Brown the sausage, ground beef, garlic, chopped onion and chopped bell pepper and drain. Line a 12-inch Dutch oven with foil; then pull foil out and place a trivet on the bottom of the Dutch oven. Replace foil on top of the trivet; this keeps the bottom of the casserole from burning.

Place a tortilla in the bottom and cover with a few spoonfuls each of Panache sauce, cooked meat mixture, olives and cheese. Then put in another tortilla and continue the layering process until the Dutch oven is full. Bake for 30 minutes or let heat thoroughly.

Chicken Marcella

4 chicken breasts

1/2 cup Marcella wine

6 ounces sliced mushrooms, fresh if possible

1/4 cup flour

1 14-ounce can chicken broth

1/2 teaspoon dried basil

3 tablespoons butter

3 tablespoons olive oil

1 cup onion

1 clove garlic, or to taste

Italian seasoning to taste

Noodles or linguine

In a 12-inch hot Dutch oven, add olive oil, butter, onions and garlic; brown. Cut chicken breasts into large pieces (or start with chicken-finger-size pieces). Season flour to taste; dredge chicken pieces and brown with onions and garlic.

Add mushrooms and wine, which will cook out, and simmer at low to medium heat for at least an hour; keep moist and add more chicken broth if needed.

Serve over noodles or linguine.

Pasta e Fagioli

1 pound ground beef

1 cup diced onion (1 small)

1 cup carrots, julienned

3 stalks celery, chopped

2 cloves garlic, minced

1 28-ounce can diced tomatoes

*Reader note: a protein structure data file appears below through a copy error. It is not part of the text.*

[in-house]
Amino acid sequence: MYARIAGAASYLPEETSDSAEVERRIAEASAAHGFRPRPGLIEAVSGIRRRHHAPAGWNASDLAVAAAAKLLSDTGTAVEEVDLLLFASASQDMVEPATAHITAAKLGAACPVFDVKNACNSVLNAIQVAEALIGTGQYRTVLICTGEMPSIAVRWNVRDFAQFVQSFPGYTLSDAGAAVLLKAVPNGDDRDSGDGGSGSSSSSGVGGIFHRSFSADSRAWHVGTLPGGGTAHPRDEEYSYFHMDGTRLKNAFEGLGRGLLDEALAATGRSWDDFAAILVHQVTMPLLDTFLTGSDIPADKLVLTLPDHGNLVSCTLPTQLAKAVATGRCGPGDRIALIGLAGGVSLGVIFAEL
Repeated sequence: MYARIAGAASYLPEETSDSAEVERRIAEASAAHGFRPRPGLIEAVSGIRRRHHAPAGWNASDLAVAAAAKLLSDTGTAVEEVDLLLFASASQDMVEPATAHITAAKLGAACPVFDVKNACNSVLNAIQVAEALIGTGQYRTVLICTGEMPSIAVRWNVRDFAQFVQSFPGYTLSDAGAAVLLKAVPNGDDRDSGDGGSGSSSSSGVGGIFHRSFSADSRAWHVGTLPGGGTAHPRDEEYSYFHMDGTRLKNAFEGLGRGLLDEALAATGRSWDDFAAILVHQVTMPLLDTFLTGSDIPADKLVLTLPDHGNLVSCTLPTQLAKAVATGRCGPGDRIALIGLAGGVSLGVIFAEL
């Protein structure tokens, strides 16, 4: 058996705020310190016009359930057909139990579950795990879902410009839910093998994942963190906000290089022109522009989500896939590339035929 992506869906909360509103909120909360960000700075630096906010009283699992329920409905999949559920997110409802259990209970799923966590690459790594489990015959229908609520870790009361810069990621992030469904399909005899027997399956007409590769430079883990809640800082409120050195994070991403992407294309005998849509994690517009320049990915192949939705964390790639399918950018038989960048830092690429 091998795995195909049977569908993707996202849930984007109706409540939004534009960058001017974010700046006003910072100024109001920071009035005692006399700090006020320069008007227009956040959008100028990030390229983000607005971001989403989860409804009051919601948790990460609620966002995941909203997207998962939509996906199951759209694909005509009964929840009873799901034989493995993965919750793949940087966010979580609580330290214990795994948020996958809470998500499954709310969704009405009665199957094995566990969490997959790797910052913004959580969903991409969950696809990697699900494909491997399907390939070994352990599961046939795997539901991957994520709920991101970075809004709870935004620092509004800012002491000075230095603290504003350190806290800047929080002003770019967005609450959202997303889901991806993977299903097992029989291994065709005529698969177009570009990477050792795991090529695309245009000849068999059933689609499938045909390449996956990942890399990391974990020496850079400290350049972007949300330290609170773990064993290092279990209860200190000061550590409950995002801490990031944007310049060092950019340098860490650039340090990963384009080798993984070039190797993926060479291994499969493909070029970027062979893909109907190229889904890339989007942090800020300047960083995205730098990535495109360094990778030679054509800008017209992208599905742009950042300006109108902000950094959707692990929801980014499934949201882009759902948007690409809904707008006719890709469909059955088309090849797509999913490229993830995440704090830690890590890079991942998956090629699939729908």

1 15-ounce can red kidney beans, with liquid

1 15-ounce can Great Northern bean, with liquid

1 15-ounce can Tomato sauce

1 12-ounce can V-8 juice

1 tablespoon white vinegar

1-1/2 teaspoons salt

1 teaspoon oregano

1 teaspoon basil

1/2 teaspoon pepper

1/2 teaspoon thyme

1/2 pound Ditali pasta

Brown the ground beef in a 12-inch Dutch oven over medium heat and drain most of the fat. Add onion, carrot, celery and garlic and sauté for 10 minutes. Add remaining ingredients, except pasta, and simmer for 1 hour if more liquid is needed. Add water or V-8 juice to bring mixture up to the soup consistency you want.

Add pasta and simmer until pasta is tender. Additional liquid may be needed for the pasta, if you cook the pasta in the soup. Hash Brown Casserole

2-pound package frozen hash brown potatoes

3/4 cup butter, divided

16 ounces sour cream

1 can cream of chicken soup

Minced onion, to taste

1/2 cup milk

2 cups grated cheese